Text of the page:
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Beware of the wolf

Cover feature Bridges

It's all hands on deck in the race to complete an ambitious new Portuguese viaduct. Jon Young reports from Porto.

Iberian wolves stalk the forests and vineyards that blanket the hills and valleys north of Porto, Portugal. And their presence has caused a seven month delay in the construction of a key part of the motorway from Viseu to Vila Verde da Raia in the north of Portugal.

Portuguese environmentalists wanted reassurance that, as it crossed a wide valley near Vila Pouca de Aguiar, the road would not interfere with the wolves.

After consideration of three options a 1.34km long, 100m tall, twin deck viaduct was finally agreed on.

Work is now racing ahead so that it can be completed in time for the road's scheduled opening, in 14 months' time.

The £360M A24S is being built for the Portuguese highways agency by Norscut - a joint venture of Eiffage, Contracto, CDC IXI, Egis Projects, SEOP and Solusel (NCE19 June 2003) - under a design, build, finance and operate contract. The 155km motorway crosses endless hills and valleys and its construction has involved vast quantities of cut and fill, numerous small viaducts, and a handful of major structures.

This viaduct is the largest of all.

Its construction has been subcontracted to a joint venture of French contractor Spie Batignolles and local firm Tamega.

Grand master of Portuguese bridge design, Professor Armando Rito, has provided construction economies for Norscut by dropping the height of the central spans: The deck will swoop across the valley, falling to its mid-point and climbing again at a 5% gradient. This allows Norscut to save on construction materials and time. Rito has also developed an unusual design for the piers of the six highest spans, says Norscut technical director Didier Payerne.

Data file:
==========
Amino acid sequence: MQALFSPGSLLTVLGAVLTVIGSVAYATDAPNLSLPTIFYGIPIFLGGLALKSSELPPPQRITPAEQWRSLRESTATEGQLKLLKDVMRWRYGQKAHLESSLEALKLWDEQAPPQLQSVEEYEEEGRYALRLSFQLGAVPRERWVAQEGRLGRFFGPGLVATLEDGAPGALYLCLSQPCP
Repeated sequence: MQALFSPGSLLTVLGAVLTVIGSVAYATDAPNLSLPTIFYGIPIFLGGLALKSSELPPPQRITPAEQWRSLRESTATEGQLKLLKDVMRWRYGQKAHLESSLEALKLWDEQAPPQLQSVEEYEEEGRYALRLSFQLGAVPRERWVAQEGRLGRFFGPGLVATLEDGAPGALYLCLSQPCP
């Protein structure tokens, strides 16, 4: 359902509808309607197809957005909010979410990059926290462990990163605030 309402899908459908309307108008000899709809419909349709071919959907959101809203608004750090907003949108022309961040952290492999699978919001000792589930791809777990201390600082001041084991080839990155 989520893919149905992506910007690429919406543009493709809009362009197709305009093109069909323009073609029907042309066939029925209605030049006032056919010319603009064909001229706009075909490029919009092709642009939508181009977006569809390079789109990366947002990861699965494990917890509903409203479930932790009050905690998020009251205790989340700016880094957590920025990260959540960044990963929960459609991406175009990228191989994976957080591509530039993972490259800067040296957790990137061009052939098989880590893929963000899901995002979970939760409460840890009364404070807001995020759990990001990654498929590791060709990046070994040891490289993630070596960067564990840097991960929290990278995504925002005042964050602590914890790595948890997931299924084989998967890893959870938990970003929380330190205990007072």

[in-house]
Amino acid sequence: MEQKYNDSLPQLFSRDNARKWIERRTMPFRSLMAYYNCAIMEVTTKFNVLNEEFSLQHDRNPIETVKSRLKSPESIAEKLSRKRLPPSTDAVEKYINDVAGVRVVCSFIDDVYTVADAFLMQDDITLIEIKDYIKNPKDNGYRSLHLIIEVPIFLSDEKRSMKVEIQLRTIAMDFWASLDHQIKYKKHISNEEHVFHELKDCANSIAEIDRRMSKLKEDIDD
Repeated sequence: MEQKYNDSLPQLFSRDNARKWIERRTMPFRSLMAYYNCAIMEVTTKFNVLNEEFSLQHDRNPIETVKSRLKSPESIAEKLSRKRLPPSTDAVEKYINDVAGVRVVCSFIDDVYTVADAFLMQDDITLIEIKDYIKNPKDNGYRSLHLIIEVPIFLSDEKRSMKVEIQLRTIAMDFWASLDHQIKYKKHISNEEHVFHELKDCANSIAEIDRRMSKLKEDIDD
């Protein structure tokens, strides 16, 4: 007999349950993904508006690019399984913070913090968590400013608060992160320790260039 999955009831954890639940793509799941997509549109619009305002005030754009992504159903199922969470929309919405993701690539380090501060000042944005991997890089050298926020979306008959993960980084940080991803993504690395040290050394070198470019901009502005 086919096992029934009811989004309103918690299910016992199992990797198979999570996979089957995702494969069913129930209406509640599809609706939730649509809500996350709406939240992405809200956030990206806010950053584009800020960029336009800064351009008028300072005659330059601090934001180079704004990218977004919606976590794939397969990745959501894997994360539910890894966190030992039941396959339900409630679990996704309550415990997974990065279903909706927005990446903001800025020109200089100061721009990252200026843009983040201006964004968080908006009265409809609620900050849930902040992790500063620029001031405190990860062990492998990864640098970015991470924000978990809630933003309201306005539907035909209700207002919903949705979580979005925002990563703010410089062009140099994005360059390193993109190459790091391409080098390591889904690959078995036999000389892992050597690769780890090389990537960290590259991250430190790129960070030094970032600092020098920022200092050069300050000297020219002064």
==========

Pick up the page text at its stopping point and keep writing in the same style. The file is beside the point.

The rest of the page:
The piers are square in section, but at the bases their corners are extended to form buttresses. These taper back into the square section as the piers rise. But, says Payerne, the corners provide the principal load paths to the piers' full height, with the pier walls acting only as stiffening diaphragms.

This has enabled wall thickness to be reduced to a minimal 300mm.

The piers are set on pad foundations that sit directly on solid rock; there was therefore no need to pile. They are cast using a climbing formwork system and 15,500m 3 of concrete and some 7,700t of steel will go into their construction.

The post tensioned twin decks are split into three sections. At the northern end of the bridge, the first 280m is being cast using a top-mounted travelling falsework system. At the southern end, meanwhile, the first 260m is using a bottom mounted system.

Originally the plan was to use top mounted falsework for both ends. However, time constraints and the non-availability of the falsework meant the contractor has been obliged to use both systems, explains Andrew Else, director of Capita Symonds which is acting as checking engineer for the financing banks.

Balanced antilever construction is being used for the central 808m of the viaduct.

Payerne plans to advance the deck at a rate of 5m a week.

As the deck advances, guy cables will be used to restrain the piers against the overturning forces, exerted by the growing weight of the decks: Their curved plan means that until the spans are complete they will exert considerable eccentric loading.

Some 30,000m 3 of concrete and 1,220t of steel will be used in the construction of the deck and it will take 1,300 men working two shifts and using five sets of cantilever system formwork to complete the viaduct on time.

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